What is a letter of credit and how is it useful in exports?

A letter of credit is a document sent from a bank or financial institute that guarantees that the exporter will receive the importer’s payment on time, for the full or remaining amount.
Letters of credit
In any business, whether domestic or international, receiving timely payments from customers is important. A Letter of Credit (LC) is a payment method used by businesses – it is a document issued by a bank or a financial institution that guarantees that the exporter will receive payment from the importer on time for the full or remaining amount.

What is a letter of credit?

A letter of credit is a legal document provided by a bank or a financial institution, that guarantees that the exporter will be paid the full and correct amount on time. If the customer or importer backs out and is unable to make a payment on the purchase as per the Letter of Credit agreement, the bank will make the remaining payment to the exporter. A letter of credit is commonly used in international trade1.

How does a letter of credit work?

A letter of credit is a negotiable instrument, where the issuing bank pays the beneficiary (exporter) or any bank nominated by the beneficiary. First, it is important for the importer to prove to the respective bank that he/she has enough assets to make the required payment, before the bank guarantees the payment to the exporter. The bank takes the entire responsibility that the exporter will be paid. The bank usually charges a fee, as a sign of premium, after sending a letter of credit. In case the letter of credit is transferable, the beneficiary (exporter) can assign another business, such as a corporate parent or a third party, the right to draw2.

Here’s a detailed step-by-step process:
How does letter of credit work?

1. Issuance of letter of credit

After the parties involved in the trade activity agree to the contract and use of a Letter of Credit, the importer applies to the issuing bank for a Letter of Credit in favour of the exporter. LC is then sent by the issuing bank to the advising bank. The advising bank (of the exporter) verifies the authenticity of the Letter of Credit and forwards it to the exporter.

2. Shipping of goods

After receiving a LC receipt, it is the duty of the exporter to verify the same and initiate the shipping and export logistics process.

3. Providing documents to the confirming bank

After the goods are shipped, the exporter presents the documents to the advising/confirming bank.

4. Settlement of payment from importer and possession of goods

The bank sends the documents to the issuing bank. The amount is paid, accepted or negotiated. The issuing bank verifies every document and then obtains payment from the importer. The documents are then sent to the importer, who uses it in order to get possession of the shipped goods.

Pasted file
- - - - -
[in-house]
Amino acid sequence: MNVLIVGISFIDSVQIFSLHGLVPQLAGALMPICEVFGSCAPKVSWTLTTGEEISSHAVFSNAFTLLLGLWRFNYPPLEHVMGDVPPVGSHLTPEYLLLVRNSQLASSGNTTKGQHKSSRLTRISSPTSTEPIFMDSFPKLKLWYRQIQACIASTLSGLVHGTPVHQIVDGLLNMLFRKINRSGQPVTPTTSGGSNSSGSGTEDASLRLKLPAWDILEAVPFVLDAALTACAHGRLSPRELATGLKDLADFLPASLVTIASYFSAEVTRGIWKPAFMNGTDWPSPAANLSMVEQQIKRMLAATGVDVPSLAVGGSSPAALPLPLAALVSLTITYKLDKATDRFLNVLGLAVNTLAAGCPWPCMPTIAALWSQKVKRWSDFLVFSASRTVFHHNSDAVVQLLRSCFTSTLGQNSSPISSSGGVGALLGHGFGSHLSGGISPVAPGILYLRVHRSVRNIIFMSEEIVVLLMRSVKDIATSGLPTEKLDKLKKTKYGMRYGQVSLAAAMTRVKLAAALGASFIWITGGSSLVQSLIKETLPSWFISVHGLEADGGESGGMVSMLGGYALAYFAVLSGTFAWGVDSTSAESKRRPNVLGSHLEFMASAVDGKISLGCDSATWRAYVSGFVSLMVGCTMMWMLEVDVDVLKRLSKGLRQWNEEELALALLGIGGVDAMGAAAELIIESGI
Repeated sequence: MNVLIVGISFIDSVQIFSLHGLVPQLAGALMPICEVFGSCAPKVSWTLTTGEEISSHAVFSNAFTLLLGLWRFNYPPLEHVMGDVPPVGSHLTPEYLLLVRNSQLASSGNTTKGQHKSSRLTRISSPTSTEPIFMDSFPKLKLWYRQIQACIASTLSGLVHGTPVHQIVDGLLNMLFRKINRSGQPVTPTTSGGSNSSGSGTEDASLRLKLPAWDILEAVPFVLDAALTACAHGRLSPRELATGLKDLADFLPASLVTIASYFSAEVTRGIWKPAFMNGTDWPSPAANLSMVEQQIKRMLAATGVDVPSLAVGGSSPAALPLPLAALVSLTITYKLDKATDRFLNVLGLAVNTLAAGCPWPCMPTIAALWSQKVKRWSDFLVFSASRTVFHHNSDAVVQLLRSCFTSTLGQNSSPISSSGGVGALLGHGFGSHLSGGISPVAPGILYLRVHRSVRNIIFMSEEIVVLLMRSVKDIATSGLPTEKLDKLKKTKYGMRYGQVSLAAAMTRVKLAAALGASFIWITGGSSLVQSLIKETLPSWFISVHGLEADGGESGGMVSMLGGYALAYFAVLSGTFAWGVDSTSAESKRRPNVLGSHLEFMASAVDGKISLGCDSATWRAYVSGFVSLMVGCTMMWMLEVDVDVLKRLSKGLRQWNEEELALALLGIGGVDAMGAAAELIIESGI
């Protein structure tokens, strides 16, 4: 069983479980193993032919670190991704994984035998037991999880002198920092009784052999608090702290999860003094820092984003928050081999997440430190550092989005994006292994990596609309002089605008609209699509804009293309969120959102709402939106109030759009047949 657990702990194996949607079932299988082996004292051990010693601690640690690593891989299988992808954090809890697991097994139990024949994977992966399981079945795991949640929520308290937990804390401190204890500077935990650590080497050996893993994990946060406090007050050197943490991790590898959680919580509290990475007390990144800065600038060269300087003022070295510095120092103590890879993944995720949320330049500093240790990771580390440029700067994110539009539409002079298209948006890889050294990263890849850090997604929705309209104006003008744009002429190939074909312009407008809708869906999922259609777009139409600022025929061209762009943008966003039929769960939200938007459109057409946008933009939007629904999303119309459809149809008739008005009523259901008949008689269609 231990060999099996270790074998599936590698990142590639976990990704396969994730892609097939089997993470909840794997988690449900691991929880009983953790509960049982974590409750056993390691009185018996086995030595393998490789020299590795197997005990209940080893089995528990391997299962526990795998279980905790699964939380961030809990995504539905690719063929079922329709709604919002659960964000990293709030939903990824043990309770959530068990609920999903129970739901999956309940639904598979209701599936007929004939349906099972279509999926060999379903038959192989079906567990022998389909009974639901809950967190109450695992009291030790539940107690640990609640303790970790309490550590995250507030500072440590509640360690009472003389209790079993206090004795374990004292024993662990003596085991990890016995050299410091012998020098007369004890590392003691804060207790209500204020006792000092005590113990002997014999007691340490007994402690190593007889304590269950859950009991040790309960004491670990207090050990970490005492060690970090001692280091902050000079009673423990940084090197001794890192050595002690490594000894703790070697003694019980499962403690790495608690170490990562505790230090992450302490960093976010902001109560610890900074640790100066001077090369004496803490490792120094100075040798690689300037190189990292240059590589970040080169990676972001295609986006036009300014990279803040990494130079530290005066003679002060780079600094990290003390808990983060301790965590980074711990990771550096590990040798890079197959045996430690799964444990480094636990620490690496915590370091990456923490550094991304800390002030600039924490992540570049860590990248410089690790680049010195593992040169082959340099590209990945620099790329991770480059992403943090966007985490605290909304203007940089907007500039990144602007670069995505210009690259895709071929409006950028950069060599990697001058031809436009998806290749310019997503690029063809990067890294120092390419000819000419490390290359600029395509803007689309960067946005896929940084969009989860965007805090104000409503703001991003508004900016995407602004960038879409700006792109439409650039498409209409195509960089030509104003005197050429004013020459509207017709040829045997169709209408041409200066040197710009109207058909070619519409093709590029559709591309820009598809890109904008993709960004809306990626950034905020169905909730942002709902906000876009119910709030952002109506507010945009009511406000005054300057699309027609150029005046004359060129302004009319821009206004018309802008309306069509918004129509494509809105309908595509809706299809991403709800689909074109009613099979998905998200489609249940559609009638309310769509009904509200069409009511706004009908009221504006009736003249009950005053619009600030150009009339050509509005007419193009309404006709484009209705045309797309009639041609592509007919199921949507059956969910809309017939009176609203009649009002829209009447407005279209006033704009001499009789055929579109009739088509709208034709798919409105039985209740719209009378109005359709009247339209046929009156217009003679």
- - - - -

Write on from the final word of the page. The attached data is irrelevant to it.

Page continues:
Importance of Letter of Credit

Reduces risk of non-paying importer

A Letter of Credit from a bank guarantees that the exporter will receive payment as long as certain conditions are met. It acts as a safeguard against situations where the importer refuses to pay for goods, or if the importer goes bankrupt.

Customization of Letter of Credit

The best part about a Letter of Credit is that it is usually customizable – the exporter and the importer can come to a mutual contract where they can set payment terms for any particular transaction.

Helps the exporter manage cash flow

Apart from guaranteeing payment, a Letter of Credit ensures that the payment is made on time. This is particularly important if there is a significant gap between delivery of goods and payment.

Which parties are involved in a letter of credit issuance?

Below are some of the parties involved3:

1. Applicant

The party in the transaction requesting the Letter of Credit from the bank or financial institution, i.e. the importer.

2. Beneficiary

A beneficiary is the exporter who receives payment under this process. A beneficiary is a party in the entire transaction, who is able to draw and view the payment, based on terms of the Letter of Credit.

3. Issuing bank

The financial institution that reviews and approves the applicant for the Letter of Credit and holds onto the funds involved in the transactions.

4. Negotiating bank

The negotiating bank negotiates the documents related to the Letter of Credit, submitted by the exporter. They work on behalf of the beneficiary’s side.

5. Advising bank

The advising bank is a bank or any financial institution that upon receiving the Letter of Credit, informs the beneficiary when the applicant’s bank approves the Letter of Credit. The advising bank is responsible for the transfer of documents to the issuing bank on behalf of the exporters and is generally located in the country of the exporter.

6. Confirming bank

The confirming bank provides an additional guarantee to the undertaking of the issuing bank. The confirming bank only comes in the entire transaction, when the exporter is not satisfied or has any questions about the issuing bank that is guaranteeing the payment.